Wednesday, January 2, 2013

On Steve's passing: He made it work

7:04 a.m. Today's project is to start a whole new phase of life, that of a widow. My husband of 31 years, Steve Kruckenberg, died last night at 8:08 p.m. He went quietly, having decided, due to his unshakable belief that "absent from the body is present with the Lord" (2 Corinthians 5:8), that he would allow no extreme measures to prolong his life. I had made arrangements with Raincross Assisted Living to stay overnight in his room, on the advice of my retired paramedic brother-in-law, that Steve wouldn't last through the night. A bed was already made up for me in the far side of the room. But God called Steve home while I was just getting ready, taking off my jewelry for the night. Heidi and Heather and their husbands came not long after the hospice nurse pronounced Steve dead at 8:18 p.m. and made her call to the coroner and the mortuary I'd selected. She also dressed Steve for the sake of dignity, in a warm outfit I had chosen from his closet.

In the last moments of gathering the belongings I'd been bringing every day for my lengthy stays, I stopped and would go over to Steve, kiss his still-warm face, and just talk a bit to him about my love for him. Then I'd re-cover his face, take some items to the hallway where the kids were waiting, and come back in. I'd uncover his face, finally for the last time, examining it for vestiges of the dear, handsome face I'd known and loved for so long. I told the kids that I didn't really believe their dad was dead; it just couldn't be true. I started crying when I got our youngest son's text for his dad from Matthew 25:

Well done, good and faithful servant. 

I texted back,

Enter into the joy of your Lord.

On my last trip out of the room, I got the details I needed about the removal of Steve's body and thanked the staff members. I can see why family members sit in a room with a departed loved one for a while. It just can't be real, it seems impossible! Juxtaposed with the odd thought that Steve would wake up again, was the certain knowledge that he wouldn't. It's as if the Lord Jesus gave me a peace and closure for the end of this earthly relationship called marriage.

Steve's great regret that he tearfully expressed to me last year was that "everyone has something to do but me.  I just wanted to help people." And indeed he did, for decades. With his God-given talent and ability  to instantly understand machinery, his accuracy in measurement and creativity in problem-solving, Steve not only earned a good living to support us, but volunteered his time to anyone with a need for help. He could make anything work! I remember his hanging a door for the backslidden alcoholic husband of a gal who came to my home Bible study years ago. He shared the Lord with that man for hours as they worked, and a change was wrought in him. Gifted hands, gifted heart. Glory to God!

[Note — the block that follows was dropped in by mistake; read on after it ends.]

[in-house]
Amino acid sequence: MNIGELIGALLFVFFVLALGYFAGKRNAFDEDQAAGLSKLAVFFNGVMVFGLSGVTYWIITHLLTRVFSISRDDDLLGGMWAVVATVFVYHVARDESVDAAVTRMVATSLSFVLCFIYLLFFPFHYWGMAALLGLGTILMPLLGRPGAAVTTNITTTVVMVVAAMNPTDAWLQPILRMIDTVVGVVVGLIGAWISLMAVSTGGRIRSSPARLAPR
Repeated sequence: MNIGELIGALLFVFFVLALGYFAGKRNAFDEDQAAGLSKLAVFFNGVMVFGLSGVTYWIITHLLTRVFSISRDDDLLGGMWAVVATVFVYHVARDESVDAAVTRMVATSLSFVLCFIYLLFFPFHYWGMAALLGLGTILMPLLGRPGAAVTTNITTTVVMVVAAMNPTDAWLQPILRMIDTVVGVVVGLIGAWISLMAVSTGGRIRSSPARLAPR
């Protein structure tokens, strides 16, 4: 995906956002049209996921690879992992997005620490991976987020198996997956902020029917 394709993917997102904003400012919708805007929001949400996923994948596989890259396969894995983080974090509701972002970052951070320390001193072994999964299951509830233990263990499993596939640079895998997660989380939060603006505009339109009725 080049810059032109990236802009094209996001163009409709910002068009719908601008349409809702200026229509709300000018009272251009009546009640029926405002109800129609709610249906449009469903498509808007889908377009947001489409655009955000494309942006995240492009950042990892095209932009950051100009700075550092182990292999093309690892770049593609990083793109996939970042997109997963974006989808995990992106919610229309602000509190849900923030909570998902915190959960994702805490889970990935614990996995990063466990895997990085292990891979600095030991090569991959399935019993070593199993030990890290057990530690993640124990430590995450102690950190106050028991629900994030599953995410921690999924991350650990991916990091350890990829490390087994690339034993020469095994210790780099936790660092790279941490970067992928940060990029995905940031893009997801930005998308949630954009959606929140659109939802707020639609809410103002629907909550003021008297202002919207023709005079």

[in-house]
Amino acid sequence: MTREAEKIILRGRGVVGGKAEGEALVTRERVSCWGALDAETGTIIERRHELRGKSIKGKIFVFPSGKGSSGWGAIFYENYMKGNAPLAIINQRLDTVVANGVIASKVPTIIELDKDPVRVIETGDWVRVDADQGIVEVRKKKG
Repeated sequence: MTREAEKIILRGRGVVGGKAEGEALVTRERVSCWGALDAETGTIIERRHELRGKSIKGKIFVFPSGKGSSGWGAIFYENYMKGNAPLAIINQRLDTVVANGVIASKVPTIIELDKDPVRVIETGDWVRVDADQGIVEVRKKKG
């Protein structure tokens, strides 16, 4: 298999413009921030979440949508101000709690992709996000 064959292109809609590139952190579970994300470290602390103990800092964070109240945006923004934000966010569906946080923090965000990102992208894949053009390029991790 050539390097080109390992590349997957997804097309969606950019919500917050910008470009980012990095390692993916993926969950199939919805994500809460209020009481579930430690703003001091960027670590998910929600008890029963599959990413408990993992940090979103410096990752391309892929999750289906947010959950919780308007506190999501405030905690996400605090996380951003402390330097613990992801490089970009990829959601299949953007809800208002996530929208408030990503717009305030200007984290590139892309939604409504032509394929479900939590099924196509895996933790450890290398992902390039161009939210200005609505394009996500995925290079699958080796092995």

In the timing and manner of his death, by God's grace, Steve still "made it work." His physical strength caused him to last past Christmas, which blessed us, as we all got the chance to visit with him and pray over him at the skilled nursing facility. He just could not defeat the pneumonia,  nor combat the 102 degree fever that he had. When he failed to swallow even an ice chip in the third evaluation given by a speech therapist, it was time to bring him home to his room at Raincross to spend his last days, however many there would be, on hospice comfort care only.

Steve had many visitors and prayers said over him in the last five days of his life. Just the fact that so many people were off for Christmas vacation was a gift from God, enabling almost all of our children and even our grandsons from San Diego area to be here and say their goodbyes. Our family was able to witness openly as we shared Steve's life story; and the "peace that passes understanding" (Philippians 4:7a), that God was giving us in the midst of this trial of a lifetime. And in the manner of his dying, Steve was a tremendous witness. One night caregiver told me that on Saturday when she came in to check on him, Steve was looking up, and had his arms outstretched to the Lord. "That man is so blessed!" she declared, and was telling everyone in the memory care Connections Village about it.

In Steve's Bible, where I just now turned to the above verse, I saw he had underlined Philippians 4:4-7 in red, and I'll close with the exhortation that if you have not asked Jesus to be your Lord and Savior, or if you have wandered far from Him, please make a change today. Don't go into 2013 lost and alone. Jesus loves you, and will make a life for you that is like nothing you have ever known, and then will receive you into heaven one day--maybe even today--as He did my Steve last night! 

  Rejoice in the Lord always.Again I will say, rejoice!
  Let your gentleness be known to all men. The Lord is at hand.
  Be anxious for nothing, but in everything by prayer and supplication, with thanksgiving, let your requests be made known to God; and the peace of God which passes all understanding,  will guard your hearts and minds through Christ Jesus. 


  1. Oh my! That verse that Steve underlined in his Bible will help carry your through.

    I have been a widow and it is a hard road, but may our Lord be with you all the way, as I know He will, in these days of funeral plans and beyond.

    Hugs and prayers,

  2. WOW....really amazing post....keep sharing...

  3. That is the very same verse I posted on your comment on this day. You are a blessed woman but I know Steve would say too that he was a very blessed man. God bless you Dana.

  4. I'm praying for you Sweetie! Thank you for sharing your heart and amazing experience!